Saying goodbye to lumps in battery coating paste

Anything below a 50-micrometer speck of dust falls out of the visual acuity of the human eye. Yet, we can still perceive the effects of the things we cannot see.

The coating process for lithium-ion batteries is a case in point. The complex paste of binders, conductive agents, and active particles is coated a few micrometers thick on a conductor, but the presence of lumps can impair the batteries’ performance.

The critical process in achieving homogeneous coating slurry is mixing. However, mixing is never just mixing, as we’ve learned from Ralf Bürgelin, process expert at IKA Process Equipment. The most important factor is to get particles well dispersed and this can be accomplished by conducting the mixing process in-line.

top view of batteries in rows on light blue surface

Increase energy to keep solids apart

Ingredients like binders and carbon powders tend to agglomerate in liquid,” Ralf explains. These materials float on the surface and clump together as soon as they are introduced to a liquid phase.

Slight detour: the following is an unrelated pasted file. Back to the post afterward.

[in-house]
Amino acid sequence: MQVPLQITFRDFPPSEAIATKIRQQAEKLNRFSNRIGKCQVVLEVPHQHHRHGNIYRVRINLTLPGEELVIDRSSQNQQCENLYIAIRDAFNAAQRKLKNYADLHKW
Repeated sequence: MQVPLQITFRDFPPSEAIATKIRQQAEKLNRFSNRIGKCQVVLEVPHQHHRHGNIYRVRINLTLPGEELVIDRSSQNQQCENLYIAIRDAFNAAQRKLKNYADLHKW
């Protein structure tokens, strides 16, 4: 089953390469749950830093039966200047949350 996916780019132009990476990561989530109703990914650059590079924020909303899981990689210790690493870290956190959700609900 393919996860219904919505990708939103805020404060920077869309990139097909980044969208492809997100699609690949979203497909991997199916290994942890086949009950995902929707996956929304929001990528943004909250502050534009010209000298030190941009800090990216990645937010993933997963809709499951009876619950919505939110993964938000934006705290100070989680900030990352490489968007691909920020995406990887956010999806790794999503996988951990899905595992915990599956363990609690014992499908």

Agglomerate formation is a problem for all slurry materials, but battery coating layers are applied at the micrometric scale, and imperfections are significantly amplified. Aggregates can vary in size, ranging from large to small. Big aggregates can result in scratches on the coating surface, while small aggregates can decrease the battery’s performance.

This is a main hurdle for conventional mixing to overcome. But IKA is no conventional technology provider: “We solve the challenge of agglomeration by conducting the dispersion inline within a small chamber in a high turbulence zone.” The intensity keeps the solid particles apart and distributes them uniformly throughout the liquid medium.

Reduce space in the mixing chamber to regulate particle motion

Besides energy, there is also the question of volume. When powders are released in large mixing vessels like planetary mixers, particles can escape. By contrast, IKA guides the liquid mixture in a small chamber where particles have no room to escape. This allows IKA to exert more precise control over the dispersal.

But doesn’t this high-energy mixing in a confined space generate excessive thermal stress on the materials?

Temperatures should not rise over 50° C,” warns Ralf. In fact, the standard mixer from IKA operates at room temperature and rises to around 30-40 degrees as the mixture recirculates.

In line mixing, high turbulence, and a small chamber. These parameters are the levers that ensure a stable coating paste without agglomerates. Even though the active layer is smaller than a speck of dust, the quality of the lump-free coating is for all to see.

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